Most Active Stories
- [Slideshow: Afternoon Photos Added] Early Morning Fire on Murray Court Square
- Sixth-Grader's Science Project Catches Ecologists' Attention
- DOE Awards Fluor $420M Contract for Paducah Gaseous Diffusion Plant Decommission and Decontamination
- Murray Downtown Disasters: How the City’s Handling Collapsing, Burned Buildings
- Bad Luck: Murray Business Loses Office After Collapse, Then Fire Threatens New Office
Mon February 4, 2013
Marker To Honor First Black Union Troops
A new historic marker will be unveiled in Danville today to honor the first African-Americans to enlist in the Union Army in Kentucky. The marker will pay tribute to 250 black men, most of them slaves, who trekked from Boyle County to Jessamine County to enlist.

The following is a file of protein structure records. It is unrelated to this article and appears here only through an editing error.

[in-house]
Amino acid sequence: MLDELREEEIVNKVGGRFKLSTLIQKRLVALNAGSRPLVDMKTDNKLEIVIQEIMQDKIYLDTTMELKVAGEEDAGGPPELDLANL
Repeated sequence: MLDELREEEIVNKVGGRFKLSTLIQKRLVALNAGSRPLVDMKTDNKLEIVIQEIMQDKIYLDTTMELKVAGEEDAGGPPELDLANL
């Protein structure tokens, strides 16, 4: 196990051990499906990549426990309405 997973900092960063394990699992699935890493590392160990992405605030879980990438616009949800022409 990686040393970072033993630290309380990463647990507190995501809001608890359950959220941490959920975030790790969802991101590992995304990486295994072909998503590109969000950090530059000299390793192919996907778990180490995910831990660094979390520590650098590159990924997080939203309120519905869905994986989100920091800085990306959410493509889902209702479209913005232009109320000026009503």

Kentucky African-American historian Yvonne Giles says that decision laid the groundwork for a change in Union policy that allowed slaves to join the army in the state. “The history of USCT, United States Colored Troops, has been sorely neglected in out Kentucky history, in our whole national history. You know, you never hear about this in the textbooks," she says.
Giles says historical records show that allowing slaves into the ranks may have been a decisive factor in the outcome of the Civil War. More than 5000 African-American troops were recruited at Camp Nelson.